Mike could be guilty of the crime of verbal abuse, criminal battery and attempted murder. Mike would be guilty of attempted murder under the MPC statute because he has likely taken a substantial step towards killing her when he tied her up in a chair. Under the Rizzo test, this could be argued as dangerous proximity since he held up a broken bottle to her neck, however he could also get off on this test because he was interrupted and unable to continue with his crime because of the doorbell ringing. Under the Eagleton test, he is certainly not guilty because there are other acts that could be taken before killing her. That completes the actus reus section, the mens rea is next. Mens rea for attempt requires a specific intent to do the act. This can be inferred through the natural and probable consequences test from Smallwood, and if he had objective knowledge to the risk and an objective likelihood that it would be realized, he is likely guilty. Here he did have objective knowledge of the risk, as he stated he wanted to kill her, and likely had objective likelihood of realizing it by knowing that a broken bottle sharp as a razor would kill her. Under the MPC, he acted with the purpose of causing her death, and would be likely satisfying the mens rea as well. Mike's best defense is intoxication. Here he can claim that there was assault with an intent to murder, and this is a specific intent crime under Hood so there should be no liability. Mike has a half dozen empty beer bottles sitting on the table, he is slurring his words, and he finishes a beer in front of her. He seems drunk and this could be formed as a specific intent crime. On the other hand a court could construe deadly assault as simply a general intent crime and he would have no excuse. He would also have no excuse of intoxication under Stasio, because the harm done would be the same either way, and under the MPC because the harm would have to negate an element of the crime, all likely satisfied here. Mike could attempt to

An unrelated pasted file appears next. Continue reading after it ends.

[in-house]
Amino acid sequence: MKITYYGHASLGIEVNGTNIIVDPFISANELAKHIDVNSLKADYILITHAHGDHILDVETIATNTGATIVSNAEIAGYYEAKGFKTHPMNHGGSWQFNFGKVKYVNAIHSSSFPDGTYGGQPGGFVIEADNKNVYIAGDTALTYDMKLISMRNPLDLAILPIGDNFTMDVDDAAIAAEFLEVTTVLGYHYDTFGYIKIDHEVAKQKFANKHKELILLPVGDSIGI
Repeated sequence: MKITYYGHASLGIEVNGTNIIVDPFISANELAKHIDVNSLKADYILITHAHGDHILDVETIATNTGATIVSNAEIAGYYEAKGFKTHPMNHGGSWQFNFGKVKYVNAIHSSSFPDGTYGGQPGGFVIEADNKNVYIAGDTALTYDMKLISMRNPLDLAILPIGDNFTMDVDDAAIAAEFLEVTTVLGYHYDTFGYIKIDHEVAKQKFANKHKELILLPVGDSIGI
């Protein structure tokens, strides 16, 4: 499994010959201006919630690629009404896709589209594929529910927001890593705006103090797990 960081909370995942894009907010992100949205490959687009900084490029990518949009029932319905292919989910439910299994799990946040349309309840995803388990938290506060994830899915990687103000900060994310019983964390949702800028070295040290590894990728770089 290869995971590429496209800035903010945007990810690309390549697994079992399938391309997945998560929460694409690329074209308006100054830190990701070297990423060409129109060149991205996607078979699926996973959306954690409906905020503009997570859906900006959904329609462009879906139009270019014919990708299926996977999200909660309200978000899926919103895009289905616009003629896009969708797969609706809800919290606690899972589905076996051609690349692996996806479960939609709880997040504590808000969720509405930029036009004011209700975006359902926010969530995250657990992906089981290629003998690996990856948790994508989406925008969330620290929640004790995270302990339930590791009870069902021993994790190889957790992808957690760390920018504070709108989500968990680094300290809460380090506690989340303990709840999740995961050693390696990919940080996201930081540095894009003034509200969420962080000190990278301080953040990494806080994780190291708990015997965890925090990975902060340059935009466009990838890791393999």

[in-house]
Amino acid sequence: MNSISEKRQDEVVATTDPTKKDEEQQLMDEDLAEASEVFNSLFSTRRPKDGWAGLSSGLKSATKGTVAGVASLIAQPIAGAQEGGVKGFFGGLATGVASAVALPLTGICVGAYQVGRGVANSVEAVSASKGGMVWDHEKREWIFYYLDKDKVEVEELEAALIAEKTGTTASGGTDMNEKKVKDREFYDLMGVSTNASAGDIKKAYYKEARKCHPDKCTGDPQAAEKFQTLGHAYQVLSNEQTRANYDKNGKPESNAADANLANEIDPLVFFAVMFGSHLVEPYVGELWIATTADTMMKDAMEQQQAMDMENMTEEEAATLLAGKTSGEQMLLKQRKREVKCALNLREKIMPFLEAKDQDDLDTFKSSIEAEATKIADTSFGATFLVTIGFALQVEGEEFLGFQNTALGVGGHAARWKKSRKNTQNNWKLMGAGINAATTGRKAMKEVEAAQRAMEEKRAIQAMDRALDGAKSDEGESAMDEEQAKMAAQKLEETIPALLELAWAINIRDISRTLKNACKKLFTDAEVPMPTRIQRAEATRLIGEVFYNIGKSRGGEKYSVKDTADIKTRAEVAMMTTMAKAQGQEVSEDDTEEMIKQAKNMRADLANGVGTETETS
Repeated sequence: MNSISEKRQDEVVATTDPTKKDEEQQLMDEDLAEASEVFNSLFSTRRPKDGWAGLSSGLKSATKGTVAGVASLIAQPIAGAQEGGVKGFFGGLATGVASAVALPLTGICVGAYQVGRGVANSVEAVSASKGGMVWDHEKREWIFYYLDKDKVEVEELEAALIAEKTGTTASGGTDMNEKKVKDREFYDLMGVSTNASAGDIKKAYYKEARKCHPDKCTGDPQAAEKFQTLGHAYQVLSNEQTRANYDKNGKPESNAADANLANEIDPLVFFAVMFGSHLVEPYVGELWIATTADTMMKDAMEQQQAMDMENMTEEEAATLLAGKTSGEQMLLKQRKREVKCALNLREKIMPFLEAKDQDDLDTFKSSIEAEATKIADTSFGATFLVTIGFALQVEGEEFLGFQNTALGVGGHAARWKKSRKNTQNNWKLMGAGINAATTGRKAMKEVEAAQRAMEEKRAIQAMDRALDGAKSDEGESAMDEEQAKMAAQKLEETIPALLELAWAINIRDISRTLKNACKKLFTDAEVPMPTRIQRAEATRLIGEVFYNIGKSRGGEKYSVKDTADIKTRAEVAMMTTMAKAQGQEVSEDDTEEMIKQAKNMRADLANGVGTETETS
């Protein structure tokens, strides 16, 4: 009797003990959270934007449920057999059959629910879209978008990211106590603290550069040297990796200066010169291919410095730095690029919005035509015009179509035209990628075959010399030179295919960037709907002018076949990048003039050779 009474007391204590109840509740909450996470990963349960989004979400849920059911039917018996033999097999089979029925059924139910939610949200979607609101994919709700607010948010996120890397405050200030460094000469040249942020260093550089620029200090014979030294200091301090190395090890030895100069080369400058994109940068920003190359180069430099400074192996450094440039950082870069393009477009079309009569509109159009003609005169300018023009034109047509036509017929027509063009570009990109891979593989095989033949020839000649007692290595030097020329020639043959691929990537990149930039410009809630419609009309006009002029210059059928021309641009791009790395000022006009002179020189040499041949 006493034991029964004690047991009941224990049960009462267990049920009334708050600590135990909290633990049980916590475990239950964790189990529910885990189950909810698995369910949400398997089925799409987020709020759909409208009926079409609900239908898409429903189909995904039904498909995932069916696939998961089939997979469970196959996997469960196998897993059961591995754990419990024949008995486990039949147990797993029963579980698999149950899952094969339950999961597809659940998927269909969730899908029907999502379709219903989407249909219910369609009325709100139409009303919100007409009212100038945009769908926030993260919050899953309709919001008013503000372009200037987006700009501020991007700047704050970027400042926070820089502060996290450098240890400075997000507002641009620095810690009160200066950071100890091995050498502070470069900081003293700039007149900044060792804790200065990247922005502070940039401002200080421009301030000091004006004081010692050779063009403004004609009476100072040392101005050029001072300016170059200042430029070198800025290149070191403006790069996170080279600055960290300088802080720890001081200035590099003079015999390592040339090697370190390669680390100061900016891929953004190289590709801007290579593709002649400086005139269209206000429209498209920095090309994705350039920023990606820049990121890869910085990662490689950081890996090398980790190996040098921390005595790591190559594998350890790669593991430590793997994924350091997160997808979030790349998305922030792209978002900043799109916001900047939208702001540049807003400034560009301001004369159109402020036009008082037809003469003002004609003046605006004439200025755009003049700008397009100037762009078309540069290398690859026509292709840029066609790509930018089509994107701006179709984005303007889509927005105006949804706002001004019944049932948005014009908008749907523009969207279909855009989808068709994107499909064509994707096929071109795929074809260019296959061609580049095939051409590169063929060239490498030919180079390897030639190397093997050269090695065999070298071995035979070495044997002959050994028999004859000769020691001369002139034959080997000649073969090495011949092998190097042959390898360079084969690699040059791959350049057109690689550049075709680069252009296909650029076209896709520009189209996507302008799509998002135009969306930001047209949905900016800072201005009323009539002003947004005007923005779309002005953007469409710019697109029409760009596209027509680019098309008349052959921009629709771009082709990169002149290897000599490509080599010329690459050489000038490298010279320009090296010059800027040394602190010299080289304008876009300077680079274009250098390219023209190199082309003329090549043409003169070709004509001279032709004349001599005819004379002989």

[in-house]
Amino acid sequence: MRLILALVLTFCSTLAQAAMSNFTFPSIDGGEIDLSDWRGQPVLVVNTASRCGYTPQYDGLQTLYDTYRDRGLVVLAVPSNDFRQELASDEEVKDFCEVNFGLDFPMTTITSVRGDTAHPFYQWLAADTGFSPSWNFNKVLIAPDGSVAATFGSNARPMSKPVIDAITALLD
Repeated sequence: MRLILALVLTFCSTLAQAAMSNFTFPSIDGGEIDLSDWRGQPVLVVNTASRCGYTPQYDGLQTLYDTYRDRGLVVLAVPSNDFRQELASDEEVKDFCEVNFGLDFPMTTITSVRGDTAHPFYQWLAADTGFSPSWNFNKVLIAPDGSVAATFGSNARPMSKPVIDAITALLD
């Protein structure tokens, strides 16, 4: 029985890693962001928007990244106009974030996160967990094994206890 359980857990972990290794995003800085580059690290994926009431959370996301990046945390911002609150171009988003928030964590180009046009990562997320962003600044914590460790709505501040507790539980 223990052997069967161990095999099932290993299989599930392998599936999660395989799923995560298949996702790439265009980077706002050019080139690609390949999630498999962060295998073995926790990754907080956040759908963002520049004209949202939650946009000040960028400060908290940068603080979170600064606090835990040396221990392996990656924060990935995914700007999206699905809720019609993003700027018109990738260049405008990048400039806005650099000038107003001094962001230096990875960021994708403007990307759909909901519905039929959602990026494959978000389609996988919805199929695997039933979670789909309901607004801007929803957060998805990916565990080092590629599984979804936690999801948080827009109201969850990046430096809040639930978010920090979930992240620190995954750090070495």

claim EED, but this is unlikely since the court held no in Cassass, and here they will hold no as well since this is not objectively reasonably even if he subjectively obsessed over her. Mike is likely liable of criminal battery, for the unlawful force that he did on Becky, he both knew that this would result and wanted it to, and this is likely construed as a general intent crime. Perhaps Nancy could be guilty of criminal trespass, however, individuals are accorded a defense, when others are accorded the self defense doctrine. Here, there was an imminent threat to Becky because Mike was threatening her with death, and so Nancy is justified as well. Nancy also likely has a necessity defense to this charge because there was a lesser evil avoided by her actions. In hiring an individual to kill Mike, Becky has placed herself in a poor position. Becky could attempt to claim the justification of self defense on a battered women theory. She is making a rational choice, like Kelley, to defend herself here as she is caught in a bad position and cannot escape. Under Goetz, she is allowed to incorporate her knowledge of the defendant, prior experiences, and physical characteristics into whether this action was reasonable. Here she has been beaten severely before, she has been hospitalized recently from it, she is a smaller girl, and was able to rationally judged that this time the beating was going to be much worse. Under a mentally ill conception, she could claim that she was physically beaten, and did not realize any other way to react. This defense will likely have several problems. Under Peterson and Norman, the threat must be imminent, not inevitable. Here she was in no immediate danger, as he was passed out on the floor and she was safe with her friend Nancy. She also may no longer had a reasonable fear, in which case she would be guilty of negligent homicide under the MPC, or guilty of murder under most statutes. Finally, she hired another individual to do a killing, which